7. Changes to adjudication
The new Act is intended to outlaw “Tolent clauses” which require the referring party to pay the responding party’s legal costs, although there has been some debate about whether the wording of new section 108A does effectively prohibit the use of Tolent clauses. Nevertheless, it was quite clear that Parliament intended to outlaw Tolent clauses when it created the new Act and on this basis construction companies may decide that now is the time to remove such clauses from their contracts. Contracts containing bespoke adjudication procedures should also be amended to include the “slip rule”, which allows adjudicators to correct clerical or typographical errors in their decisions. The slip rule will be included in the updated Scheme for Construction Contracts and therefore no amendment will be necessary for contracts where adjudication is governed by the Scheme.
8. Getting to grips with changes to standard form contracts
The changes created by the new Act will also necessitate amendments to standard form contracts. JCT has already issued track-changed versions of its new 2011 suite of contracts, with final versions of the same due to be published in September. NEC will be publishing amendments to its existing contracts on its website in September. Users of both contracts will need to review and familiarise themselves with these changes before the Act comes into force.
Any contract you are currently preparing or reviewing, whether bespoke or standard form, may be subject to the provisions of the new Act if it is not entered into until after 1 October 2011. If this is likely to be the case, it may save time and money if you negotiate the terms of prospective contracts with the provisions of the new Act in mind.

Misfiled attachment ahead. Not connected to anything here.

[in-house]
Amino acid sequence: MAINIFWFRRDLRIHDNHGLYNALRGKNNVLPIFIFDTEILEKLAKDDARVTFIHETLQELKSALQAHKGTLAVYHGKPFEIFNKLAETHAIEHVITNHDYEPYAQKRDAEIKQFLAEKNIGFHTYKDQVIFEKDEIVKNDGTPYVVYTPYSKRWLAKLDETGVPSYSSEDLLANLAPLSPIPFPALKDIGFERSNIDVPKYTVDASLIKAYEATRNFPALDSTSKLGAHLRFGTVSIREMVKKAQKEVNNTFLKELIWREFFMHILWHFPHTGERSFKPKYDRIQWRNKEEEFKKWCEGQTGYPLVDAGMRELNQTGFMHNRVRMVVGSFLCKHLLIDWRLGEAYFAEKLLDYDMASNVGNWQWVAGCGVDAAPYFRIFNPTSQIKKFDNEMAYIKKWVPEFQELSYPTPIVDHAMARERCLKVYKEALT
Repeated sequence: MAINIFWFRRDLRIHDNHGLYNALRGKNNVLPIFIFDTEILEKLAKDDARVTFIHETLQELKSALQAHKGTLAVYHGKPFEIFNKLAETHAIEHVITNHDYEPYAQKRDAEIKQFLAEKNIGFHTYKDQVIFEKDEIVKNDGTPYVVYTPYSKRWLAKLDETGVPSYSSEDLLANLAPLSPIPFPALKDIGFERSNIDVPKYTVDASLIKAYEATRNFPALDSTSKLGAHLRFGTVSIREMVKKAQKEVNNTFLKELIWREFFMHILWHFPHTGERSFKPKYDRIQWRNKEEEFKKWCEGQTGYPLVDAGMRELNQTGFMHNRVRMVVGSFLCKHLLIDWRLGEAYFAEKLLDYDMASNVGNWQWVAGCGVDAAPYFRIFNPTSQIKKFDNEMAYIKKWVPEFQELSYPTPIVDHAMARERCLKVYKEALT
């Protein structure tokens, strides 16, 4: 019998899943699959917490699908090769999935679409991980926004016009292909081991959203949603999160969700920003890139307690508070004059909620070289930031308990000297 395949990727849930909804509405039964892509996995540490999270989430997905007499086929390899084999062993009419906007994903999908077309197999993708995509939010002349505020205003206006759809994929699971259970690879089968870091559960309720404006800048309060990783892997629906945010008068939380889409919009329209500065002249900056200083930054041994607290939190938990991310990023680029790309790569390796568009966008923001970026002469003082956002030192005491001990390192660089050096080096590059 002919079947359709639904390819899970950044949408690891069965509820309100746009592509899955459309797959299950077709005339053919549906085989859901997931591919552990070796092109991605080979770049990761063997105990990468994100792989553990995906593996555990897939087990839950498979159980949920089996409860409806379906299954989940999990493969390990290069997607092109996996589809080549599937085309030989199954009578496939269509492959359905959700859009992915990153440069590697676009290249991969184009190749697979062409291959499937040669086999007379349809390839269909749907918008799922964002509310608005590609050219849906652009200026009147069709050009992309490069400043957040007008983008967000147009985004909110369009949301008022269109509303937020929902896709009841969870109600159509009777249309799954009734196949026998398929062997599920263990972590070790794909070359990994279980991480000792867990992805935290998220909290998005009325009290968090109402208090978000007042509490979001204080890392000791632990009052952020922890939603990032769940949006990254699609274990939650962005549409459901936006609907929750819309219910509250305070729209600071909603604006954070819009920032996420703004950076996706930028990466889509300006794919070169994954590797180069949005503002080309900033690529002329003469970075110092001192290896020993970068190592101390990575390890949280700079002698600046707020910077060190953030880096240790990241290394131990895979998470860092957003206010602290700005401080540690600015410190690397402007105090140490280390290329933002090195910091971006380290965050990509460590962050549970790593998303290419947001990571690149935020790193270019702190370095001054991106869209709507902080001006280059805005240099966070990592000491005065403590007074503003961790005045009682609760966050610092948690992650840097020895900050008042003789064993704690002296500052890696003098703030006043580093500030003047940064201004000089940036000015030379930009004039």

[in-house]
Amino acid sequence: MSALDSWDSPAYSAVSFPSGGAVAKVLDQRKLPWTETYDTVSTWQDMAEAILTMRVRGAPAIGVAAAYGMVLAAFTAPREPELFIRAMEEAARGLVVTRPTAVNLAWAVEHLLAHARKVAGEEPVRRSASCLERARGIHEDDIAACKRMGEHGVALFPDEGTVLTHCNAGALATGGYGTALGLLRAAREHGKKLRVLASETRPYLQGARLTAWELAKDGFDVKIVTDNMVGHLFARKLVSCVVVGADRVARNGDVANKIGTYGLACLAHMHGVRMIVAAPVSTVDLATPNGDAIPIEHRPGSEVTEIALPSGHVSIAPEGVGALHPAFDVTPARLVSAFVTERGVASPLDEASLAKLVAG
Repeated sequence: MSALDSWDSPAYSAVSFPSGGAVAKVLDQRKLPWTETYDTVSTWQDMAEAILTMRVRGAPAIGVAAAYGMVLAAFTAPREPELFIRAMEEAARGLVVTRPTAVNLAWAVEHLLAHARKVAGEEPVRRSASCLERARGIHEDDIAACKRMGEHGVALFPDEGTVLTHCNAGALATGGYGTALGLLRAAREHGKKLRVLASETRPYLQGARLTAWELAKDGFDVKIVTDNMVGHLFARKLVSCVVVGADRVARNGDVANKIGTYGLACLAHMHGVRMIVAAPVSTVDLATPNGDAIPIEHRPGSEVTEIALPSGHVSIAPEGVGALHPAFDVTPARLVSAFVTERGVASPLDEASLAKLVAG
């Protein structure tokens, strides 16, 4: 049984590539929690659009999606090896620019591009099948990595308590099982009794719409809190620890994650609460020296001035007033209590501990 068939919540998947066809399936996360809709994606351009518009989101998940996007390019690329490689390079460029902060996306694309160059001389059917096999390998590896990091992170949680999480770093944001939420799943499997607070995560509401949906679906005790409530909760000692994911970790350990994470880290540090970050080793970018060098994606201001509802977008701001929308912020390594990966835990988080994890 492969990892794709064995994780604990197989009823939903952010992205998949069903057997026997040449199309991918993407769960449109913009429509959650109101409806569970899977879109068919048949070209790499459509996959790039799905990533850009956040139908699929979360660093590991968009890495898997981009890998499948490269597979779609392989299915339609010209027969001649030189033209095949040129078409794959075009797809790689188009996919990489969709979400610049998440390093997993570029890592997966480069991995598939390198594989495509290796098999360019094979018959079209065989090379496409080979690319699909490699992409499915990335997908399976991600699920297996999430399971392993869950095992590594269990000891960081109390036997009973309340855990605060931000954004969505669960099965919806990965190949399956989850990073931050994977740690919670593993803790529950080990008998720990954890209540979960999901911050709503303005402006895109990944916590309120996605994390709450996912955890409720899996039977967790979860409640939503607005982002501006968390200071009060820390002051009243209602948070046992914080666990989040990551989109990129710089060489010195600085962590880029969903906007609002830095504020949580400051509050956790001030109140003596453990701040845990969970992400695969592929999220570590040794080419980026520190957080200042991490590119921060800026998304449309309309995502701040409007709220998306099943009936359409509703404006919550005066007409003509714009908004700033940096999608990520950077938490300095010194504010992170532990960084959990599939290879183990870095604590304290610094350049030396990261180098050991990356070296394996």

10. Internal training
The payment provisions of the new Act represent a substantial departure from the current regime. Potential traps for the unwary could include:
- Serving a traditional “withholding notice” instead of a new “pay-less” notice and inadvertently breaching the requirements of the new Act.
- Failing to appreciate that a payee’s “default” notice postpones the final date for payment and consequently failing to issue a “pay-less” notice within the correct timescale.
It is crucial to ensure that all employees involved in the payment process are up to speed on the changes and how these will be incorporated into the contracts which your business regularly uses.
It may be useful to agree new company procedures for payment best practice and even produce precedent “payment” notices and “pay-less” notices so you can be confident that everyone in your organisation will be complying with the provisions of the new Act.
How we can help
Hawkswell Kilvington offer the following services in readiness for the new Construction Act coming into force:
- Contract Reviews: for a fixed fee we will review your construction contracts, sub-contracts and consultant appointments to identify the provisions which will require altering and make the necessary amendments to ensure compliance with the new Act.
- Bespoke In-House Training: for a fixed fee our expert speakers will provide practical advice and guidance on the provisions of the new Act and what it means for your business, at your own location and focusing on your own specific conditions and procedures.
For more information, please contact Jonathan Hawkswell at email@example.comThis article contains information of general interest about current legal issues, but does not provide legal advice. It is prepared for the general information of our clients and other interested parties. This article should not be relied upon in any specific situation without appropriate legal advice. If you require legal advice on any of the issues raised in this article, please do not hesitate to contact one of our specialist construction lawyers.